By: Gabrielle McLaren, Editor-in-Chief
Tuca (Tiffany Haddish) is a loud, easygoing, unemployed toucan whose best friend 5ever is a socially anxious, bakeaholic songbird, Bertie (Ali Wong). They have little in common other than that they’re both scrambling to pretend they’re functional adults, as Tuca moves out of the apartment they’ve shared for Bertie’s lovable boyfriend Speckles (Steven Yeun) to move in. In other words: Tuca & Bertie is your life, or what it would be if you were a bird.
The animation style is immediately recognizable as that of BoJack Horseman, and sure enough, it’s driven by a lot of the same talent and energy. However, I found Tuca & Bertie to be somehow even more surreal, both in its plot and in the attention to detail that’s clear in its fun animated setting.
This is the first summer that I’m spending away from my best friend, who’s busy washing windows on the other side of the country. I thought of her a billion times while watching Tuca & Bertie, despite the fact that we are both very different from the show’s titular characters. This brings me to the real strength of the show: its powerful portrayal of strong friendships that endure the growing pains of everyday life.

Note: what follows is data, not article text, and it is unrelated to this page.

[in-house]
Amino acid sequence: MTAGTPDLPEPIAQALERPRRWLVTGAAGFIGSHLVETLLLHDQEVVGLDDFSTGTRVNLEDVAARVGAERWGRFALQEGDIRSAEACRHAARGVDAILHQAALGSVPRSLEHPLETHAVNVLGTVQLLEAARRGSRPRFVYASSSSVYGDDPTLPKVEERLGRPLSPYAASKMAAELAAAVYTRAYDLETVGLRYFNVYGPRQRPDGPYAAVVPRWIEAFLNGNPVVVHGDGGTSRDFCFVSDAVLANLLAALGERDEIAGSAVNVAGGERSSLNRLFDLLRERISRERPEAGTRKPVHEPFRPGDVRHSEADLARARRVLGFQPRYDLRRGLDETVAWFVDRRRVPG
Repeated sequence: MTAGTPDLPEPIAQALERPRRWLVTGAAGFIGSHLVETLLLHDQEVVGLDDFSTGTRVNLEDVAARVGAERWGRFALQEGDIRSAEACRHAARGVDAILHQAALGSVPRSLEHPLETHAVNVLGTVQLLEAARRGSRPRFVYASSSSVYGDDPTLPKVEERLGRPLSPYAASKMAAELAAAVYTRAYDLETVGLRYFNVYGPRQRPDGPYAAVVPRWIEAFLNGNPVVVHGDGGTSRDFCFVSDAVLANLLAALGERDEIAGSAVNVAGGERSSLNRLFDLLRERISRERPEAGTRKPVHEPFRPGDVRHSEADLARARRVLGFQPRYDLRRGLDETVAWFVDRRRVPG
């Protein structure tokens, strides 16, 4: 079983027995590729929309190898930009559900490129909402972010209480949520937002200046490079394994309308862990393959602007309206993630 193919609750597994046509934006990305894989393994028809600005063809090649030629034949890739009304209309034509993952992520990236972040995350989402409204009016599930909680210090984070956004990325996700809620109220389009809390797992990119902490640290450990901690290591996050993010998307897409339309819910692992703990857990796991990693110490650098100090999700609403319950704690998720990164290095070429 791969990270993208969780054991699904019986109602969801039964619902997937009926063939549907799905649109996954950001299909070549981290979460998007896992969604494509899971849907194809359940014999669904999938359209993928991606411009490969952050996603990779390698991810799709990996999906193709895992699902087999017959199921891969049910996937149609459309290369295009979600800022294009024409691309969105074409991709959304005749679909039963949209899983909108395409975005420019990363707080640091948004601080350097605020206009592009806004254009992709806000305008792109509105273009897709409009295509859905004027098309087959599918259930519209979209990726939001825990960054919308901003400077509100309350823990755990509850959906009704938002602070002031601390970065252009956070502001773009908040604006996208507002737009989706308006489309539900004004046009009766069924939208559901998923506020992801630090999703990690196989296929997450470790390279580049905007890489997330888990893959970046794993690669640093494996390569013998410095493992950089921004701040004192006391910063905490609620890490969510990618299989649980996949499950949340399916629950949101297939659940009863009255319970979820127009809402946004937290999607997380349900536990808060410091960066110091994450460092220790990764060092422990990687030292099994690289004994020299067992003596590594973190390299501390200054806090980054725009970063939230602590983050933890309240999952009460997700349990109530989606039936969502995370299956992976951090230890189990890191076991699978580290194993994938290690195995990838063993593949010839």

The show has more of a feminist feel to it than its animated counterpart BoJack Horseman, due greatly in part to its well-developed female protagonists and their nuanced arcs. Tuca & Bertie tackles women’s issues, from workplace harassment to rape culture to slut shaming, with incredible tact and empathy. Overall, I thought this show and its characters were more relatable.
As I spend the summer without my own better half, Tuca & Bertie was the relatable, hilarious, and heartwarming cartoon I didn’t know I needed.
Best For: BoJack lovers, animation fans, and fans of Friends who need to watch new shows about friendship.